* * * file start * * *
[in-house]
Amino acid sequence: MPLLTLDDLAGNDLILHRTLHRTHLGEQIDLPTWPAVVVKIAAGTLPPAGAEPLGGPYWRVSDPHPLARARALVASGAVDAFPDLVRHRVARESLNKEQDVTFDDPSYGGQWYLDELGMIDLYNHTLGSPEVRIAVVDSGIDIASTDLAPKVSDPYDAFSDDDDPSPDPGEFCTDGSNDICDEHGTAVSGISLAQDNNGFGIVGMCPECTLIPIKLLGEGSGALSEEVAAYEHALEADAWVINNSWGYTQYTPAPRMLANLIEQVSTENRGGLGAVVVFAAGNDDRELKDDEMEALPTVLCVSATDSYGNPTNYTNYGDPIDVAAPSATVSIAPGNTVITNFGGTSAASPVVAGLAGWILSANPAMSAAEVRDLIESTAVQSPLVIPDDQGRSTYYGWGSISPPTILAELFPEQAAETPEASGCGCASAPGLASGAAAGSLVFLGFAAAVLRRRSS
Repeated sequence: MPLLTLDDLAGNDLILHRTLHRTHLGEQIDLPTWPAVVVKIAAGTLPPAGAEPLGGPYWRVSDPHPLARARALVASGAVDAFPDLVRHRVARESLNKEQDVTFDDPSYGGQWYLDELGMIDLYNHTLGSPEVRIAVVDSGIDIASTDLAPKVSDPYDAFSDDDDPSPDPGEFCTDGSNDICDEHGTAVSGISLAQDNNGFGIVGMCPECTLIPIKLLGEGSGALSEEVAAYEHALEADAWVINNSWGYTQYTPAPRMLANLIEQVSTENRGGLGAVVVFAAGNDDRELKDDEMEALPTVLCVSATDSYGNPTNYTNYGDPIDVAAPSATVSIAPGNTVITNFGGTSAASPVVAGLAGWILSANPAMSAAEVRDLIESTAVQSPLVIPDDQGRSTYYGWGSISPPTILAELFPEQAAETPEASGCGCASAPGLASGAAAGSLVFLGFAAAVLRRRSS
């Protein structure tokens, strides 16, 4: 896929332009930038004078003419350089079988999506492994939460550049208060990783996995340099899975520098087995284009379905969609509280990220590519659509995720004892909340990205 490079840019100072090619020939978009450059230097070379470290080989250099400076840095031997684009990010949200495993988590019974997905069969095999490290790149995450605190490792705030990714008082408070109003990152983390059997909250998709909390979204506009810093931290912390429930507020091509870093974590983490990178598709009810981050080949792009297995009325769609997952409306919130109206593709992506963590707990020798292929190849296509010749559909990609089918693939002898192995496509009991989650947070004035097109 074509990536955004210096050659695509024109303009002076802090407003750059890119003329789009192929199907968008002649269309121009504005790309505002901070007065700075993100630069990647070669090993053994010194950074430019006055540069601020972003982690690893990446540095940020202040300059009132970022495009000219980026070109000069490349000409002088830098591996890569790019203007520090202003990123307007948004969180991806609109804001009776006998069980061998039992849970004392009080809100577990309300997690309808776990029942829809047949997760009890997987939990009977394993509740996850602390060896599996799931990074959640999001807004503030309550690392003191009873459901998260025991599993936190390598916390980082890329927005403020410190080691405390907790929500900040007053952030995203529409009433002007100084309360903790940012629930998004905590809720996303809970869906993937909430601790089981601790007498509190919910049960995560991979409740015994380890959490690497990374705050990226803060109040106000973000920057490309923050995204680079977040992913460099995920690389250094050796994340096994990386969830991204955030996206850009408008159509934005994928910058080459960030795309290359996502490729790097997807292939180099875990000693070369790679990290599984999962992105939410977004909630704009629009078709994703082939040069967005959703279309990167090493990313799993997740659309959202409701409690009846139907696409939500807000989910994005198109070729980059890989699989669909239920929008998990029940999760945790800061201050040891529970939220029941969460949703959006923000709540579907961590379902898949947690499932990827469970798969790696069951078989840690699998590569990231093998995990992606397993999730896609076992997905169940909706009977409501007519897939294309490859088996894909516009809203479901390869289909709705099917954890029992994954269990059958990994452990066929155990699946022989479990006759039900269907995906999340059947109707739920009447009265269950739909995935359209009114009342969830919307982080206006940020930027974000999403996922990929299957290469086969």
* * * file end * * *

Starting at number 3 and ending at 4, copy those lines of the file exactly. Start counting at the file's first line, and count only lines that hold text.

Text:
Repeated sequence: MPLLTLDDLAGNDLILHRTLHRTHLGEQIDLPTWPAVVVKIAAGTLPPAGAEPLGGPYWRVSDPHPLARARALVASGAVDAFPDLVRHRVARESLNKEQDVTFDDPSYGGQWYLDELGMIDLYNHTLGSPEVRIAVVDSGIDIASTDLAPKVSDPYDAFSDDDDPSPDPGEFCTDGSNDICDEHGTAVSGISLAQDNNGFGIVGMCPECTLIPIKLLGEGSGALSEEVAAYEHALEADAWVINNSWGYTQYTPAPRMLANLIEQVSTENRGGLGAVVVFAAGNDDRELKDDEMEALPTVLCVSATDSYGNPTNYTNYGDPIDVAAPSATVSIAPGNTVITNFGGTSAASPVVAGLAGWILSANPAMSAAEVRDLIESTAVQSPLVIPDDQGRSTYYGWGSISPPTILAELFPEQAAETPEASGCGCASAPGLASGAAAGSLVFLGFAAAVLRRRSS
């Protein structure tokens, strides 16, 4: 896929332009930038004078003419350089079988999506492994939460550049208060990783996995340099899975520098087995284009379905969609509280990220590519659509995720004892909340990205 490079840019100072090619020939978009450059230097070379470290080989250099400076840095031997684009990010949200495993988590019974997905069969095999490290790149995450605190490792705030990714008082408070109003990152983390059997909250998709909390979204506009810093931290912390429930507020091509870093974590983490990178598709009810981050080949792009297995009325769609997952409306919130109206593709992506963590707990020798292929190849296509010749559909990609089918693939002898192995496509009991989650947070004035097109 074509990536955004210096050659695509024109303009002076802090407003750059890119003329789009192929199907968008002649269309121009504005790309505002901070007065700075993100630069990647070669090993053994010194950074430019006055540069601020972003982690690893990446540095940020202040300059009132970022495009000219980026070109000069490349000409002088830098591996890569790019203007520090202003990123307007948004969180991806609109804001009776006998069980061998039992849970004392009080809100577990309300997690309808776990029942829809047949997760009890997987939990009977394993509740996850602390060896599996799931990074959640999001807004503030309550690392003191009873459901998260025991599993936190390598916390980082890329927005403020410190080691405390907790929500900040007053952030995203529409009433002007100084309360903790940012629930998004905590809720996303809970869906993937909430601790089981601790007498509190919910049960995560991979409740015994380890959490690497990374705050990226803060109040106000973000920057490309923050995204680079977040992913460099995920690389250094050796994340096994990386969830991204955030996206850009408008159509934005994928910058080459960030795309290359996502490729790097997807292939180099875990000693070369790679990290599984999962992105939410977004909630704009629009078709994703082939040069967005959703279309990167090493990313799993997740659309959202409701409690009846139907696409939500807000989910994005198109070729980059890989699989669909239920929008998990029940999760945790800061201050040891529970939220029941969460949703959006923000709540579907961590379902898949947690499932990827469970798969790696069951078989840690699998590569990231093998995990992606397993999730896609076992997905169940909706009977409501007519897939294309490859088996894909516009809203479901390869289909709705099917954890029992994954269990059958990994452990066929155990699946022989479990006759039900269907995906999340059947109707739920009447009265269950739909995935359209009114009342969830919307982080206006940020930027974000999403996922990929299957290469086969």